Scientists find oxidized iron deep within the Earth's interior

Unexpected finding shows surprises geoscientists around the world.

Scientists digging deep into the Earth's mantle recently made an unexpected discovery.

Five hundred fifty kilometres below the Earth's surface, they found highly oxidized iron-similar to the rust we see on our planet's surface-within garnets found within diamonds.

The result surprised geoscientists around the globe because there is little opportunity for iron to become so highly oxidized deep below the Earth's surface.

Surprising discovery

"On Earth's surface, where oxygen is plentiful, iron will oxidize to rust," explained Thomas Stachel, professor in the Department of Earth and Atmospheric Sciences at the University of Alberta and co-author of the study. "In the Earth's deep mantle, we should find iron in its less oxidized form, known as ferrous iron, or in its metal form. But what we found was the exact opposite-the deeper we go, the more oxidized iron we found."

The discovery suggests that something oxidized the rocks in which the superdeep diamonds were found. The scientists suspect that it was molten carbonate, carried to these great depths in sinking slabs of ancient sea floor.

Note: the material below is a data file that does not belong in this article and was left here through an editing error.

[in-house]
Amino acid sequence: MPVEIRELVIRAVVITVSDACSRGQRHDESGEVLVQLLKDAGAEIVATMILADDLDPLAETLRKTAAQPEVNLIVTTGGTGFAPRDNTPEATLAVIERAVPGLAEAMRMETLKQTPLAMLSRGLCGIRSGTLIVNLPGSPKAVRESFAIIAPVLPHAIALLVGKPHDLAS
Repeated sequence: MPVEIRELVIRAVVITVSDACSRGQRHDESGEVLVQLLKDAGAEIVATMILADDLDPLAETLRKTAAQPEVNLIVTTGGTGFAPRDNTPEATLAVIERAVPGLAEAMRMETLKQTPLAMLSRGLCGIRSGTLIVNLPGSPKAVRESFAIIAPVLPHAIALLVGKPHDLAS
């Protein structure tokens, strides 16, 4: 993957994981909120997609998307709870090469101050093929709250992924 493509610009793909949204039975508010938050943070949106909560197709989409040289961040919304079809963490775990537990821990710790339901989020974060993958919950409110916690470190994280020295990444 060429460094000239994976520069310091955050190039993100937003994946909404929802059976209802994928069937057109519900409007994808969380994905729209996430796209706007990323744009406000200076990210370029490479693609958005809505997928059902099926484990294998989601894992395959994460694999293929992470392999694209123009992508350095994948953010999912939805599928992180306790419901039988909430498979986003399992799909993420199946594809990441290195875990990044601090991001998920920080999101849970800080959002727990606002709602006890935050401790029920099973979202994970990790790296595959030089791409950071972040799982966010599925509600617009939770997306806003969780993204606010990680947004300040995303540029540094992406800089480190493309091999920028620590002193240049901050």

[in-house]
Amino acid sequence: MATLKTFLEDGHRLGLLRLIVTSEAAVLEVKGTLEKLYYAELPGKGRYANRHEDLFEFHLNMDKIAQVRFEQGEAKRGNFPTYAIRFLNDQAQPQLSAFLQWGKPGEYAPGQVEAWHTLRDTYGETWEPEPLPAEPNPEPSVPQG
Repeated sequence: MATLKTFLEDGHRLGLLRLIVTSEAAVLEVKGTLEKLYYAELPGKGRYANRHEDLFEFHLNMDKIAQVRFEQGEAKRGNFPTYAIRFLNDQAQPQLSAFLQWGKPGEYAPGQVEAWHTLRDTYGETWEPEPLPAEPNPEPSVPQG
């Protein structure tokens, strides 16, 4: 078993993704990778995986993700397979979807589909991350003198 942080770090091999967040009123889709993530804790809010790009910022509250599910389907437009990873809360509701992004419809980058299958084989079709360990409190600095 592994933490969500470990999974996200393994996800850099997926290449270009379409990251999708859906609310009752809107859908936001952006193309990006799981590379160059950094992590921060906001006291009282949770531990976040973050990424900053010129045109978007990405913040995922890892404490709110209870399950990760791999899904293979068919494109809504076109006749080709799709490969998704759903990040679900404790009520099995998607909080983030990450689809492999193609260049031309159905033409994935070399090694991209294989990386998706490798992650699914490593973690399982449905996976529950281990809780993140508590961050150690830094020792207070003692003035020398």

"It's exciting to find evidence of such profound oxidation taking place deep inside the Earth," said Stachel, Canada Research Chair in diamonds.

Carbon cycle

The study also has implications for understanding the global carbon cycle that involves the transport of surface carbon back into the Earth's mantle.

"We know lots about the carbon cycle on Earth's surface, but what about in the mantle?" explained Stachel. "Our study suggests that surface carbon goes down as carbonates to at least 550 kilometres below the surface. There, these carbonates may melt and react with the surrounding rocks, eventually crystallizing into diamonds. Diamonds can then be taken down even deeper in the mantle."

The study shows that the carbon cycle extends deep into mantle, possibly all the way down to the core-mantle boundary, with billion-year storage times.

The study was led by the University of Oxford with support from researchers in the Faculty of Science at the U of A. "Oxidized Iron in Garnets From the Mantle Transition Zone" was published in Nature Geoscience.